One of the most interesting things about Sunshine is that the main boys in the series – Jacob (Wally Elnour), Santino (Autiak Aweteek), Deng (Ror da Poet) and Dazzler (Nick Perry) – are played by first-time actors. They’re all local basketball players recruited by members of the production, including creative consultant Ez Deng, who went around local tournaments with the series casting director to help out.
Finding the right basketballers for the job
“The African diaspora is very different, and we look different,” explains Deng. “People from South Sudan, they’re a bit darker than people from Uganda – they're a bit lighter. Kenya, even lighter. Nigeria, darker. It was an eye-opening experience for the casting director. When we went to the basketball tournament and she was like, ‘Where is this guy from?’, I'm like, ‘Ethiopia.’ ‘Ah, I thought this one was from Sudan.’ So it was kind of a hands-on search, to be able to look physically, meet the boys and hand the flyer to them.”
That’s how Elnour got involved with Sunshine. “They said, ‘Come audition for the new show,’ and I said, ‘I don't really want to audition for a show; I'm not an actor,’ he recalls. "Then my friend got into it so then I wanted to audition. I got the part.”
Sadly for his friend, he didn’t make the cut, but for Elnour it was a game-changer: “I never imagined acting at all. I didn't have a clue. It didn't cross my mind, but it was a fun experience.”
Bringing reality to life onscreen
“Well, first of all, Jacob is... he's basically just me,” says Elnour. “It's my everyday life. It really is. He plays basketball like me, and he's trying to go to America, which I did. And he's the humble kid. And I'm a bit humble. What else? He's a talented guy. It kind of gets reflected on me, I guess. So when I came in, I just played myself. I didn't have to do much acting.”
And when the story went beyond Wally’s everyday life, he had some big guns on hand to help out. “Anthony [LaPaglia] told me a lot about presenting myself and how to act without acting," Elnour explains. "Being yourself while you act. That helped a lot.”
LaPaglia, who plays reluctant basketball coach Eddie Grattan, expands on that: “There was a scene with Wally where he's quite angry with me. In his delivery, he was leaning forward when he spoke to me. I just said to him, ‘You give away your physical power when you lean forward. When you pull back, it's just a physical thing. You have more power. You don't have to change what you're saying or how you're saying them. Physicality will change it.’
"He tried it and it worked. It's little things I take for granted because I've been doing it forever, but then I watch somebody else who is kind of new at it and finding their way at it. I remember being taught that myself.”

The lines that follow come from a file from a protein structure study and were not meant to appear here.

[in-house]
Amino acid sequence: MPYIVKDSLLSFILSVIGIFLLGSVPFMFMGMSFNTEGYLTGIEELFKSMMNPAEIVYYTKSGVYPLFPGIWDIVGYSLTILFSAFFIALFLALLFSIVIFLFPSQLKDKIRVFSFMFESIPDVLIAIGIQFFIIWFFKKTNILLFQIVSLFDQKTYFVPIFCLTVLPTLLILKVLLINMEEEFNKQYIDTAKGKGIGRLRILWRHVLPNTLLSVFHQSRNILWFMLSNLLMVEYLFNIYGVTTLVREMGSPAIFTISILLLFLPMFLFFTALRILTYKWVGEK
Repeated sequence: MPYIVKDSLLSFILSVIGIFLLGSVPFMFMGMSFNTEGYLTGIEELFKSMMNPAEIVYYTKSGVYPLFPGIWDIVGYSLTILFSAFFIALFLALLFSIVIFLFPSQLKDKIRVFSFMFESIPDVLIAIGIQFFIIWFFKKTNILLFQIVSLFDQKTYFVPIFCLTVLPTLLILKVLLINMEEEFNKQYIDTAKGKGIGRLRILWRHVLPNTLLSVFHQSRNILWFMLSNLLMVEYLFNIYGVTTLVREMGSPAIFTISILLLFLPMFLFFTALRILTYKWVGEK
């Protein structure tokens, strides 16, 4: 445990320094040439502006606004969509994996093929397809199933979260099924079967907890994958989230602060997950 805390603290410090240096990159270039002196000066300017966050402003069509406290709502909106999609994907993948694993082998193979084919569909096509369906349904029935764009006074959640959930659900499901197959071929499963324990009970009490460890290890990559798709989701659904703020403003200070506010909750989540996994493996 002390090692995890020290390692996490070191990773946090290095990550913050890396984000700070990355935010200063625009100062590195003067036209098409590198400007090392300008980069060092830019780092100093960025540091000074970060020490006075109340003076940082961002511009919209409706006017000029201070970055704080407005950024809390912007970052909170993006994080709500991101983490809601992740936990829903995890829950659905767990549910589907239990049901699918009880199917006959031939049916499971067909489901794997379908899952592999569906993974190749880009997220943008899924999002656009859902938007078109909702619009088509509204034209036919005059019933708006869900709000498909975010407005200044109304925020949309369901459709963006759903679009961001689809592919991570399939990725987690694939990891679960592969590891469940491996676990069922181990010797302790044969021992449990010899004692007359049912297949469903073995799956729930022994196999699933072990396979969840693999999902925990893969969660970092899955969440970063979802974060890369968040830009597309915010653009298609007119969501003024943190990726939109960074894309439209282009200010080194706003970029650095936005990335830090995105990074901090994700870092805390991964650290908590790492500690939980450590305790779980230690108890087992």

Playing with first-timers
Melanie Lynskey, who plays local lawyer Zara Skelton, has also enjoyed the experience of working with novices. “It's been amazing," she says. "I do it a lot because I do a lot of independent movies and often there are first-time actors. The hard thing is when you're working with somebody who has realised they hate it. They've never done it before, it sounded fun and now they're just like, ‘What am I doing?’
“That just definitely has not been the case. They're all so passionate and thoughtful, and really smart. The character work they've done has been really impressive. They've really gone into it and made some decisions. It's been great.”
“Because I knew I was working with first-time actors, I had [my role] prepared in case I wasn't getting anything to work with, because you never know. The nice thing for me has been to let go of that and just really be in the moment. Just be available to everything that's been given to me because they're so open and present. It's been much more fun than I could have imagined.”
When the sun sets on Sunshine
“My own feeling is you can't teach acting, really,” says LaPaglia. “It's something you either have or you don't. You can teach people how to get through a scene reasonably well, but there are a couple of boys in there that I think have really unbelievably good natural instincts. You see that, maybe, one in every 5000 actors. There's a natural thing, where you actually think that if they went to acting school, you might f*** them up.
“They should just keep doing what they're doing. What they need to learn more, if they want to be in the business, is how to navigate the business. That's the trickier part. My big concern is that [we're] basically taking these young men out of their communities and putting them in a very hyper-real situation, which they seem to be enjoying a lot. What happens when it's over?”
Lynskey has some post-Sunshine advice for the boys: “They're all really great actors. My first movie was with Kate Winslet. You meet Kate Winslet, you see her working and you're like, ‘Well, you're going to be a movie star.’ I have that feeling about [Autiak]. I think he's so special. There's an energy, a magnetism. His talent is so pure. Every scene I've done with him, I've just been like, ‘Learn your American accent!’ I want him to go to a place where the opportunities are endless.”
As for Elnour, he’s got the acting bug for sure. “It was crazy. When I first saw myself on that big screen, man, it was amazing. I want to see so much more.”
Sunshine will air over two big weeks, premiering Wednesday 18 and Thursday 19 October at 8.30pm on SBS. You can watch an encore screening on SBS VICELAND at 9.30pm or stream it online on SBS On Demand.